Beleaguered bat deserves a second look

Distracted by bloodsucker lore, benighted folk overlook winged mammal's beneficial qualities

October 29, 2006|By Stephen G. Henderson | Stephen G. Henderson,SPECIAL TO THE SUN

People are usually quite certain which animal they most fear. Maybe it's mice; or, perhaps, piranha. A creature that nearly everyone dreads, though, is -- boo! -- bats. Imagine them skittering across a moonlit sky. This thought probably makes you see red, the color of blood, since you're probably still convinced that bats want nothing more than to bury their greedy fangs into your flesh.

In these ooky-spooky days of late October, however, bat researchers are asking us to see green and to associate these small, furry animals with ecology. Experts such as those who convened this month in Wilmington, N.C., for the 36th annual North American Symposium on Bat Research, praise bats for their service to the Earth's delicately intertwined ecosystem, not for their blood-sucking ability. This, in fact, is somewhat anemic.

Of the estimated 1,100 species of bats, you see, only three are known to be vampires. These prefer to drink cattle blood to human and aren't found in the United States, but roost in Mexico, South America and in certain Caribbean islands, including Trinidad. (Still, you wouldn't want to be bitten by a bat. It could carry rabies.)

FOR THE RECORD - An article in the Oct. 29 Modern Life section had an incorrect telephone number and Web address for Tom Scollins of TS Wildlife Control. His phone number is 410-299-1484, and his Web site is
The Sun regrets the errors.

Most bats -- including all varieties that make Maryland their home -- are insectivorous, eating up to twice their body weight in insects every night. A single bat can consume 1,200 mosquitoes an hour; a nursing female can eat even more.

For those don't want to use pesticides, the newest organic agricultural method is building a special house to welcome bats into your garden or elsewhere on your property.

"Bats have a bad reputation because they're active at night," said William A. Schutt Jr., professor of biology at C.W. Post College in Brookville, N.Y. "People naturally have a fear of the dark and transpose these anxieties onto bats. Really, they're the equivalent of birds, but after the sun goes down."

"I've seen people do things to bats that they would never dream of doing to a puppy or kitten, yet bats are just about as harmless," said Leslie Sturges, a naturalist with Maryland's Montgomery County park system as well as the director of education at Bat World Sanctuary, based in Mineral Wells, Texas. "People will try to set them on fire or blast them with bug spray. They think bats are insects."

Actually, they are mammals and, like puppies or kittens, feed as babies on milk produced by their mother's body. But bats are considered to be the only mammal that can fly and belong to an exclusive group called chiroptera, or "hand-winged." Usually quite small, they have a disproportionate wing span; a bat with a body that's only 4 inches long can easily spread out in flight to a full 14 inches.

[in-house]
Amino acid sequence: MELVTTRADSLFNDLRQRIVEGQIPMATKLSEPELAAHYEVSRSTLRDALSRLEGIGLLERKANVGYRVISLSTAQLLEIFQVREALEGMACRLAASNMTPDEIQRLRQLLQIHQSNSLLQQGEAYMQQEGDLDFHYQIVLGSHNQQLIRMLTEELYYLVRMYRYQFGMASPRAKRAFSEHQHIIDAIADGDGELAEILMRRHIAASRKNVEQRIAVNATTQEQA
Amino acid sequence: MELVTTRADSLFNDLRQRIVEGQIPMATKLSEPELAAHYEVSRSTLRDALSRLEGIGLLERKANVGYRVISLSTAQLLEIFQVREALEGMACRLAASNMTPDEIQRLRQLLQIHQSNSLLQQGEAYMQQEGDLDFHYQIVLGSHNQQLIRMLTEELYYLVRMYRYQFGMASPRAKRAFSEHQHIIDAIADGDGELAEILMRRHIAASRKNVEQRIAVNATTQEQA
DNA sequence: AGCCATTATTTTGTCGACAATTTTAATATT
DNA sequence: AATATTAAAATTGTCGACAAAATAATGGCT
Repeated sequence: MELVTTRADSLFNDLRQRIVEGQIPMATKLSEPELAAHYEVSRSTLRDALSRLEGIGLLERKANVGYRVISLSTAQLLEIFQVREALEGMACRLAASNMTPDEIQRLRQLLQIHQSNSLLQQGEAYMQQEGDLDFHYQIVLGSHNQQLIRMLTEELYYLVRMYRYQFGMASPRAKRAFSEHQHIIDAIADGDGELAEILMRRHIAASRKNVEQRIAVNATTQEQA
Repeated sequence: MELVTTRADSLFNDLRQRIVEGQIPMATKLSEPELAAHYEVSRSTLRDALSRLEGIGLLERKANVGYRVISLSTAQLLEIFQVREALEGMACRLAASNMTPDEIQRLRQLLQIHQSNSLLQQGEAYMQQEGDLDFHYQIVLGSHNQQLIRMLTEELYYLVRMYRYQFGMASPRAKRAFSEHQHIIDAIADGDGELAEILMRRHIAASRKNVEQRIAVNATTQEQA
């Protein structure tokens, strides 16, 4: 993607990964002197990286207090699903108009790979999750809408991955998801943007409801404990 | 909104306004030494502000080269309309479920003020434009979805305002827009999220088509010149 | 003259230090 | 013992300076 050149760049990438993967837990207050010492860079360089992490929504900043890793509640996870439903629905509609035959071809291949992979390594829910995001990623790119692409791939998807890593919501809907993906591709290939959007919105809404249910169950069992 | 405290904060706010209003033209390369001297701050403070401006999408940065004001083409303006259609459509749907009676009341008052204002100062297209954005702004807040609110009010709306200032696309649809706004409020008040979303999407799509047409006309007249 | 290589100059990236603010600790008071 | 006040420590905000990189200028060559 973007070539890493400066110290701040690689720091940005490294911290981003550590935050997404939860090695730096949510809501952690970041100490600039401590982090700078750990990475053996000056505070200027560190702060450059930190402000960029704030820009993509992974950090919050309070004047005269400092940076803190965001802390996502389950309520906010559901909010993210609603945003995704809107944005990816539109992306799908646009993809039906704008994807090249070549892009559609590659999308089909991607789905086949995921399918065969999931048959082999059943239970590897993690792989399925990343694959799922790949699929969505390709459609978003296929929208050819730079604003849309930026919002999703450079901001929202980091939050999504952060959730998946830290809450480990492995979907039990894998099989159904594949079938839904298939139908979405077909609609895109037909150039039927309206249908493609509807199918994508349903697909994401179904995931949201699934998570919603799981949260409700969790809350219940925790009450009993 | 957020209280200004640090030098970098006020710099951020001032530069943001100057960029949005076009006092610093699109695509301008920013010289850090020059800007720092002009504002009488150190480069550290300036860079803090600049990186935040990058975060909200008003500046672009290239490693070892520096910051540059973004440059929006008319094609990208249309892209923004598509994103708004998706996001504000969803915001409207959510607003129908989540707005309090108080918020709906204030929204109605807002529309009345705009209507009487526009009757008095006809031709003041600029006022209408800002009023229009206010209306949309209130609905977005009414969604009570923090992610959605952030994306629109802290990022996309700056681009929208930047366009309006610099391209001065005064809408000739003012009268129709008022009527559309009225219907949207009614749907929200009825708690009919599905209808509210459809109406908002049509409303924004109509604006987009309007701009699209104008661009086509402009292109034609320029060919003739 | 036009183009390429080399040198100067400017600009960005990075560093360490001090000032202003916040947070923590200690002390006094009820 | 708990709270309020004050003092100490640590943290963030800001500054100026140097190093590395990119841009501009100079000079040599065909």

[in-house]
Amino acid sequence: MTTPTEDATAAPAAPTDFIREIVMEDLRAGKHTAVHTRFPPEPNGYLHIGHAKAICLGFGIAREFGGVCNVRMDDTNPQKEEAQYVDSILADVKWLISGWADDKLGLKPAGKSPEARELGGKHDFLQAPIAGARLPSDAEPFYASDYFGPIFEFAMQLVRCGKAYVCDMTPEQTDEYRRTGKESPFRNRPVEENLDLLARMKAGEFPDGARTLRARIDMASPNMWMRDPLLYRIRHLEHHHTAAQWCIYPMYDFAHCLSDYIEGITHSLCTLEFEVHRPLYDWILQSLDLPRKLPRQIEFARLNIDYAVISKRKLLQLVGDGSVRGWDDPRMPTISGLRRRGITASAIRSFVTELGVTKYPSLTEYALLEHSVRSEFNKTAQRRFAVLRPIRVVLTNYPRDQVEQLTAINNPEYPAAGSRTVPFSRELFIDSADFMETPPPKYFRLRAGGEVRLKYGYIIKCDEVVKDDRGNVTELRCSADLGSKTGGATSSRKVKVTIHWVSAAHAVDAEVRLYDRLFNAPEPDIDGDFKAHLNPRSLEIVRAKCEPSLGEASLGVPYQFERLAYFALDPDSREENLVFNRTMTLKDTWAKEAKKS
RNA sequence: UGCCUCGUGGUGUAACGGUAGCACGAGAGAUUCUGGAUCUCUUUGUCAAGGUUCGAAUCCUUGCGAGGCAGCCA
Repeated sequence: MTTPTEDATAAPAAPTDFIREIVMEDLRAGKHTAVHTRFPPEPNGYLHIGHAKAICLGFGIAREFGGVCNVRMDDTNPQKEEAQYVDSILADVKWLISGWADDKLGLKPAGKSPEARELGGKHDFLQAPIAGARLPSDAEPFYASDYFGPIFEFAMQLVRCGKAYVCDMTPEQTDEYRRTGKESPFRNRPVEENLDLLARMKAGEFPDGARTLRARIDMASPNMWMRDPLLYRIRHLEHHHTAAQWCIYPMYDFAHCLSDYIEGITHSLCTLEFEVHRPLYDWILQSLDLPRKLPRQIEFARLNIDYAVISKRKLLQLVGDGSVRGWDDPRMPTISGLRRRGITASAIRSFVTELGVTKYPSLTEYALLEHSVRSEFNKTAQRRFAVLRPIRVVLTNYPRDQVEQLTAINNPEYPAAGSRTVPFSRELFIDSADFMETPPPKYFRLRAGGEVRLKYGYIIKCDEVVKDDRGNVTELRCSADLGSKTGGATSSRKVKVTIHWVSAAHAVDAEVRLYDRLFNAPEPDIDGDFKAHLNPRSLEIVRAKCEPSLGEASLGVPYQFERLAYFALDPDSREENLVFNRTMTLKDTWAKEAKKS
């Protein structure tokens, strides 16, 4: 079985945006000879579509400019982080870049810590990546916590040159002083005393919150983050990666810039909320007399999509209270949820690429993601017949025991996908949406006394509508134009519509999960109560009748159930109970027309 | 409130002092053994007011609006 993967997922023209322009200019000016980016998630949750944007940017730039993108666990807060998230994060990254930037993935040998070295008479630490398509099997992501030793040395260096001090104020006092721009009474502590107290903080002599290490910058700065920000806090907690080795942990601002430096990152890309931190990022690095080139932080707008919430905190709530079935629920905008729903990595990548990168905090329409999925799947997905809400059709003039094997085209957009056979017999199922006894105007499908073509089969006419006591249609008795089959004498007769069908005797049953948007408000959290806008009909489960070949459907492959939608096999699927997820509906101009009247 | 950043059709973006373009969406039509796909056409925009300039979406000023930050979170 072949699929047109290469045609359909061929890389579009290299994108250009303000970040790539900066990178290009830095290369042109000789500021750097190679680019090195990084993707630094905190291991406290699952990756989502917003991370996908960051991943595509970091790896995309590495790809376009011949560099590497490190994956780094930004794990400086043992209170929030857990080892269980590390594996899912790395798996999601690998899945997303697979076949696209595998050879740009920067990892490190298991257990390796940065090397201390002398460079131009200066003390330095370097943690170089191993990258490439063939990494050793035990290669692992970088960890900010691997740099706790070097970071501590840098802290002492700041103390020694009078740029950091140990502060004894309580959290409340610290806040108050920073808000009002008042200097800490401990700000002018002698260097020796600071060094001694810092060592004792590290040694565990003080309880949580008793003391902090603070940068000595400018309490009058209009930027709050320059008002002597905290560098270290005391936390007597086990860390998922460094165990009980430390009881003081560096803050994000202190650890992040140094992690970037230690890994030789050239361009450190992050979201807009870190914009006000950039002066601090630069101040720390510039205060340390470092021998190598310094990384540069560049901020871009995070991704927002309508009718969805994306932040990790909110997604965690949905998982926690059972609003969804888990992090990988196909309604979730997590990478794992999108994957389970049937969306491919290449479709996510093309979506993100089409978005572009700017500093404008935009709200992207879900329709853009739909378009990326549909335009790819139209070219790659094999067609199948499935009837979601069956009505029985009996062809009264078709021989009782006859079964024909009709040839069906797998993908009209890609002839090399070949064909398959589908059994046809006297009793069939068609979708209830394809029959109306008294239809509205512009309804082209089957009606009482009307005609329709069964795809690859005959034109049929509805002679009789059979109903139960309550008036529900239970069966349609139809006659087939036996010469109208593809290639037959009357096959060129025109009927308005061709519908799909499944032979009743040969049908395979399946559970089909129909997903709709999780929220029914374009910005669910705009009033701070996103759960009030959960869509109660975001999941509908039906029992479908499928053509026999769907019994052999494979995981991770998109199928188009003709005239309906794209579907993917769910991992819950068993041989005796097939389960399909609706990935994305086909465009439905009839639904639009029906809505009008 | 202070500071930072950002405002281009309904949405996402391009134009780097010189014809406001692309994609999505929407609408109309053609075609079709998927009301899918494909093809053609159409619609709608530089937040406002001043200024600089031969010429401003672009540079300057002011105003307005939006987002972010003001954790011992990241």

An extremely developed sense of hearing enables bats to navigate in the dark. Their high-pitched twittering, most of which is inaudible to humans, bounces off objects and returns in echoes to their ears. Experiments have shown bats can fly equally well even with their eyes covered.

In general, bats are not dangerous, according to Bat Conservation International, based in Austin, Texas. More people die annually from dog attacks, bee stings, lightning and household accidents than from bat-transmitted rabies.

Those commonly found in the United States have somewhat prosaic names -- red bats and brown bats -- whereas elsewhere in the world hundreds of other species are delineated by their wonderfully odd physiognomies: Horse-headed bats, Long-tongued bats, Big-eared bats, and Free-tailed bats. So numerous are they, bats represent nearly 20 percent of all mammalian species. This fact, combined with their startling longevity, by far the longest of any mammal their size (a bat can typically live for decades; a mouse rarely lives even a year), has made bats, of late, a hot topic for scientific study.

What's already known is they're key to plant propagation through both pollination and seed dispersal. And, though birds tend to drop seeds very near where they eat, bats fly great distances and scatter seeds much farther, making them important to maintaining rain forests in places like Brazil. Eating vast numbers of pests that would otherwise plague us, such as mosquitoes, gnats and horseflies, bats also control crop-damaging insects like potato beetles or gypsy moths that, in too large a number, can damage trees.

"Humans could disappear from the planet tomorrow and nothing would change really, other than for the better. But if you removed bats, we'd be living in a world of pain," Sturges said. Although she can't prove it, Sturges likes to hypothesize that "if there weren't bats, we would probably have to use shovels to get all the bugs out of our driveway each morning."

Tom Scollins, a zoologist who runs his own Baltimore-based company called TS Wildlife Control, says consumers are beginning to appreciate bats' unique role in the environment.

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